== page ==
West Virginia became the nation’s 26th right-to-work state on Friday, February 12, 2016 as both houses of the legislature voted to override Governor Earl Ray Tomblin’s veto of the legislation a day earlier.
The Senate voted in favor of override 18-16. The House of Delegates vote was 54-43. A gubernatorial veto in West Virginia can be overridden by a simple majority of the members of both houses.
The legislation bans union security agreements – pacts between employers and labor unions that require all employees to join a union and pay union dues in order to work for the employer. When the bill becomes effective in May, West Virginia employees will gain the right to refuse to join or pay dues to a union.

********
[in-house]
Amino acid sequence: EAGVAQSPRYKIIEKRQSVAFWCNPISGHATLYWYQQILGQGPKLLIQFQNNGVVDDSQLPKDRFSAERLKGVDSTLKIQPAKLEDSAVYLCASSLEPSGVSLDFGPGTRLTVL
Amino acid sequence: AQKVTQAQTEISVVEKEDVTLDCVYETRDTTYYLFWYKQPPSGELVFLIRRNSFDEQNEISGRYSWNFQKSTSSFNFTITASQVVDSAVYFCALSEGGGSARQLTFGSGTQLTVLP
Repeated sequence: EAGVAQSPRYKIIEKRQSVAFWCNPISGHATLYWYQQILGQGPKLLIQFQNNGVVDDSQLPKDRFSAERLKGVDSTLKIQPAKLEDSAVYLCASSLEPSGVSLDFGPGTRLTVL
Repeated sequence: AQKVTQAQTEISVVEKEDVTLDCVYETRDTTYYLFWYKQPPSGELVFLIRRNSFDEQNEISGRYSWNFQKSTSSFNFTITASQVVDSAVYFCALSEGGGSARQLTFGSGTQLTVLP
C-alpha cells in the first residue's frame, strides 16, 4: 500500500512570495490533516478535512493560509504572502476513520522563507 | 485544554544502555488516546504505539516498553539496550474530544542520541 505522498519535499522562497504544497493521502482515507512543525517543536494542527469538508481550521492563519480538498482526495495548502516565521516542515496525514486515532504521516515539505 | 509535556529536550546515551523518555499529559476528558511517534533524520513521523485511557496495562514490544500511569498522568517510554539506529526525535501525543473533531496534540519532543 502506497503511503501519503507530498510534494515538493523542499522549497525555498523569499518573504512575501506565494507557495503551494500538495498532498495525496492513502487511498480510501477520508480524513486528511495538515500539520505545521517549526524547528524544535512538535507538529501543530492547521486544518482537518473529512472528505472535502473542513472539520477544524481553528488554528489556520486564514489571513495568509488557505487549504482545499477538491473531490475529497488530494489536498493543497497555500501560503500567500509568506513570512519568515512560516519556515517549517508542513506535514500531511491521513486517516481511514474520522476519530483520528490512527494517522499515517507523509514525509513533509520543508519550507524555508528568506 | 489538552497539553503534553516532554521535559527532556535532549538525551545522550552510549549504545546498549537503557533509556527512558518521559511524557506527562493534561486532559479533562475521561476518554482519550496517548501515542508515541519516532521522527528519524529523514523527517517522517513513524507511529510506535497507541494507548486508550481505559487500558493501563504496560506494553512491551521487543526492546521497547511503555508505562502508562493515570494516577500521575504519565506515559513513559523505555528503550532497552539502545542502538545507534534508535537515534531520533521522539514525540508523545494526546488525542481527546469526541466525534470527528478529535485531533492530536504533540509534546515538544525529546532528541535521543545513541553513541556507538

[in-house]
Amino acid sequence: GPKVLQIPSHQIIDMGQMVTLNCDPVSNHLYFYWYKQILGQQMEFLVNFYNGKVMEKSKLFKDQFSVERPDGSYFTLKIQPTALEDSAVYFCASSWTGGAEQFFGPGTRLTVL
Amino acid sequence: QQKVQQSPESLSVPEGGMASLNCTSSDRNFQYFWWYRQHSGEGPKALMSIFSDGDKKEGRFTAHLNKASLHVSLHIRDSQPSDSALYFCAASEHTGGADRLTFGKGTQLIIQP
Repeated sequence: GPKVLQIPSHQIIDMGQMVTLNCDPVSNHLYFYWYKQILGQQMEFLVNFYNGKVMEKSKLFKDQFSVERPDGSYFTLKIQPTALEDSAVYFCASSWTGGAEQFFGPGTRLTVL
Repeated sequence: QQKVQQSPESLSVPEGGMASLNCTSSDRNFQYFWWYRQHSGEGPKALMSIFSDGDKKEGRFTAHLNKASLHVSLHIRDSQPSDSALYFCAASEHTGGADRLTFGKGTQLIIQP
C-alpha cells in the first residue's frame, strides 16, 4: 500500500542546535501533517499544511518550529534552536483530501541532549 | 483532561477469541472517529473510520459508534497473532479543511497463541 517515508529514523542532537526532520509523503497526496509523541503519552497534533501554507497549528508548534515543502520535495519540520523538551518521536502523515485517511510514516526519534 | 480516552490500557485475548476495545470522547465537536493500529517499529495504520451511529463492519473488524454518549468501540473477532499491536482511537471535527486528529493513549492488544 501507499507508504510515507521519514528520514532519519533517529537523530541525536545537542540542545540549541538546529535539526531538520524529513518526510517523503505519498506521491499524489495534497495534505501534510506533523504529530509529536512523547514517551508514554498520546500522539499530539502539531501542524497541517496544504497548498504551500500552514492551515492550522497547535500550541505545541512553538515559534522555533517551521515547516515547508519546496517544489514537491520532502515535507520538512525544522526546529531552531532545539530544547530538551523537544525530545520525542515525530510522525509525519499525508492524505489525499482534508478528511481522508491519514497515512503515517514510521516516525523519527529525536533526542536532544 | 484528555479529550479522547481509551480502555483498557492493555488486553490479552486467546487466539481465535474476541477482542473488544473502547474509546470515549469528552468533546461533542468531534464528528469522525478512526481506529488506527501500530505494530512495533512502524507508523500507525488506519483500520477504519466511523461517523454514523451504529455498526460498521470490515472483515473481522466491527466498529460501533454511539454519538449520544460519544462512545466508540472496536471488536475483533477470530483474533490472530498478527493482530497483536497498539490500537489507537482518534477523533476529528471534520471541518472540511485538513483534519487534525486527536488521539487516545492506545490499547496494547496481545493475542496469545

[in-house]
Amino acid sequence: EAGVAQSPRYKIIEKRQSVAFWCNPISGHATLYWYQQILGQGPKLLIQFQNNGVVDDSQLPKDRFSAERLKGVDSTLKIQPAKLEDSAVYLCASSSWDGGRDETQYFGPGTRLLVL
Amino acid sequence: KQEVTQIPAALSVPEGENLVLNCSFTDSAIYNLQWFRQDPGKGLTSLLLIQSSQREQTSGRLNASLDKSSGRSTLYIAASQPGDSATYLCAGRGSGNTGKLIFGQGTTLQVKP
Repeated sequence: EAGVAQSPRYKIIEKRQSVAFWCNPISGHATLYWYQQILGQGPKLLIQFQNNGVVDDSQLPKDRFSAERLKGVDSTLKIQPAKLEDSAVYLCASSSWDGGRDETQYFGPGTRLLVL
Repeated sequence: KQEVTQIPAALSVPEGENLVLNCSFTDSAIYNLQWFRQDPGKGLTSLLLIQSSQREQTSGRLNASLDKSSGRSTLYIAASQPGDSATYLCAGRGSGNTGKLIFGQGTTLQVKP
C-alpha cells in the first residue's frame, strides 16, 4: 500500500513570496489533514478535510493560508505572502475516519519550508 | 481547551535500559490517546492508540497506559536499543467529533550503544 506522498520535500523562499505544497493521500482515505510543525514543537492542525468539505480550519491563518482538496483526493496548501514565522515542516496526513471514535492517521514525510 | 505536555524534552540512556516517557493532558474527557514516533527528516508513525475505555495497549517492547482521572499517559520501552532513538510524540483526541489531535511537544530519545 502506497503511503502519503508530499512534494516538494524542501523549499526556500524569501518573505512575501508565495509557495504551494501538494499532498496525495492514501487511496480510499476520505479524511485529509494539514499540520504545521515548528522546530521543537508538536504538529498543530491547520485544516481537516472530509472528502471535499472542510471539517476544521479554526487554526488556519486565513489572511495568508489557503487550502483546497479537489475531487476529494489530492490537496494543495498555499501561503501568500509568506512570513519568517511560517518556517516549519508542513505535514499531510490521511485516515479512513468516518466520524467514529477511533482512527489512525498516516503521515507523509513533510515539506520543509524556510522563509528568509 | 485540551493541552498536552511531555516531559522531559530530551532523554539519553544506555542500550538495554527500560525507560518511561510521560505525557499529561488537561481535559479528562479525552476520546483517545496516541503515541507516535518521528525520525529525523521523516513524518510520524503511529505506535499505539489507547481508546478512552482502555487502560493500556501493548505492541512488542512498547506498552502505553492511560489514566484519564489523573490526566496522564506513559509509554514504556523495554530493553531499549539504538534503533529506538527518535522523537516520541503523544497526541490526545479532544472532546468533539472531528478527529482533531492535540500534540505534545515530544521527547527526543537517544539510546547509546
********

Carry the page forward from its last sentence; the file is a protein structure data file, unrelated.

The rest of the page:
Contracts or agreements in place before June 30, 2016 will be unaffected by the new law, which will apply only to agreements “entered into, modified, renewed, or extended after July 1, 2016.”
After a February 4 debate that lasted almost five hours, the House of Delegates voted 54-46 in favor of the bill, which its sponsors had titled the “West Virginia Workplace Freedom Act.” The Senate had passed the measure by a 17-16 vote on January 21. Leaders of the Republican legislative majority had identified the bill as a priority for this session, and introduced it on the opening day of the term.
Governor Tomblin made good Thursday on his promise to veto the bill, stating in his veto message that he had “never had a company cite ‘right to work’ as a barrier to relocating in West Virginia.” He predicted that the law “will lead to little if any economic growth and may lower the wages of West Virginia workers.”
With the legislature’s vote to override the Governor’s veto, the bill is now law and will become effective in 90 days.